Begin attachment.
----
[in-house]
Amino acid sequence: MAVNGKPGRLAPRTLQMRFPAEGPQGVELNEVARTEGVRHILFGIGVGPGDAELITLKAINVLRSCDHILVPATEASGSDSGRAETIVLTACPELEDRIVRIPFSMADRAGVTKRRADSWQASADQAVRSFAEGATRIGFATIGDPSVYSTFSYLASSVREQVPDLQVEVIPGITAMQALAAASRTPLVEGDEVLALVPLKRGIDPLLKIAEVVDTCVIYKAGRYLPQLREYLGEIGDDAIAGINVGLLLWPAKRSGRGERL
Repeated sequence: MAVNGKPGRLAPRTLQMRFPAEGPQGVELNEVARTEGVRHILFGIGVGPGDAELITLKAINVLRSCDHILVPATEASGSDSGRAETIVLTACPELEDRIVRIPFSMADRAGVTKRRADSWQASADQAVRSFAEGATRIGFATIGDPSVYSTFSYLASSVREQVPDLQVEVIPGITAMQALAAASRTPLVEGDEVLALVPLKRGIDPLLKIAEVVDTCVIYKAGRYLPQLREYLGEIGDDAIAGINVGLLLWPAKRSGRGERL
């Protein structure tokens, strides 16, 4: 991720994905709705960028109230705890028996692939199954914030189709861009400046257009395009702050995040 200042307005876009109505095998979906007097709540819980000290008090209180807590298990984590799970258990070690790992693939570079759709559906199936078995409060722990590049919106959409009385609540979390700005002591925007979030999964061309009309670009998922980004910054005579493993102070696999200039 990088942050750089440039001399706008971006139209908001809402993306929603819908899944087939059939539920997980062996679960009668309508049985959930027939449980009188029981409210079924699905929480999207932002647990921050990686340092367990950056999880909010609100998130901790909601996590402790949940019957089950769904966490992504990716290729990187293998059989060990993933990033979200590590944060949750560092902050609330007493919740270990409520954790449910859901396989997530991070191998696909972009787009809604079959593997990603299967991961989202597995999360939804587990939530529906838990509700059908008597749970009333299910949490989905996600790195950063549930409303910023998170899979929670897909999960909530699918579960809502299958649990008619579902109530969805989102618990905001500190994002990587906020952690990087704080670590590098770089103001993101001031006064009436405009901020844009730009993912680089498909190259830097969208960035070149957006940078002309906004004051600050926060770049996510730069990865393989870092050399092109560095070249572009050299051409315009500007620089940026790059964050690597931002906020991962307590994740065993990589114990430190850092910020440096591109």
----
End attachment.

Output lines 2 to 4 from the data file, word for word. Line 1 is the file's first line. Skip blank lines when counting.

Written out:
Amino acid sequence: MAVNGKPGRLAPRTLQMRFPAEGPQGVELNEVARTEGVRHILFGIGVGPGDAELITLKAINVLRSCDHILVPATEASGSDSGRAETIVLTACPELEDRIVRIPFSMADRAGVTKRRADSWQASADQAVRSFAEGATRIGFATIGDPSVYSTFSYLASSVREQVPDLQVEVIPGITAMQALAAASRTPLVEGDEVLALVPLKRGIDPLLKIAEVVDTCVIYKAGRYLPQLREYLGEIGDDAIAGINVGLLLWPAKRSGRGERL
Repeated sequence: MAVNGKPGRLAPRTLQMRFPAEGPQGVELNEVARTEGVRHILFGIGVGPGDAELITLKAINVLRSCDHILVPATEASGSDSGRAETIVLTACPELEDRIVRIPFSMADRAGVTKRRADSWQASADQAVRSFAEGATRIGFATIGDPSVYSTFSYLASSVREQVPDLQVEVIPGITAMQALAAASRTPLVEGDEVLALVPLKRGIDPLLKIAEVVDTCVIYKAGRYLPQLREYLGEIGDDAIAGINVGLLLWPAKRSGRGERL
């Protein structure tokens, strides 16, 4: 991720994905709705960028109230705890028996692939199954914030189709861009400046257009395009702050995040 200042307005876009109505095998979906007097709540819980000290008090209180807590298990984590799970258990070690790992693939570079759709559906199936078995409060722990590049919106959409009385609540979390700005002591925007979030999964061309009309670009998922980004910054005579493993102070696999200039 990088942050750089440039001399706008971006139209908001809402993306929603819908899944087939059939539920997980062996679960009668309508049985959930027939449980009188029981409210079924699905929480999207932002647990921050990686340092367990950056999880909010609100998130901790909601996590402790949940019957089950769904966490992504990716290729990187293998059989060990993933990033979200590590944060949750560092902050609330007493919740270990409520954790449910859901396989997530991070191998696909972009787009809604079959593997990603299967991961989202597995999360939804587990939530529906838990509700059908008597749970009333299910949490989905996600790195950063549930409303910023998170899979929670897909999960909530699918579960809502299958649990008619579902109530969805989102618990905001500190994002990587906020952690990087704080670590590098770089103001993101001031006064009436405009901020844009730009993912680089498909190259830097969208960035070149957006940078002309906004004051600050926060770049996510730069990865393989870092050399092109560095070249572009050299051409315009500007620089940026790059964050690597931002906020991962307590994740065993990589114990430190850092910020440096591109």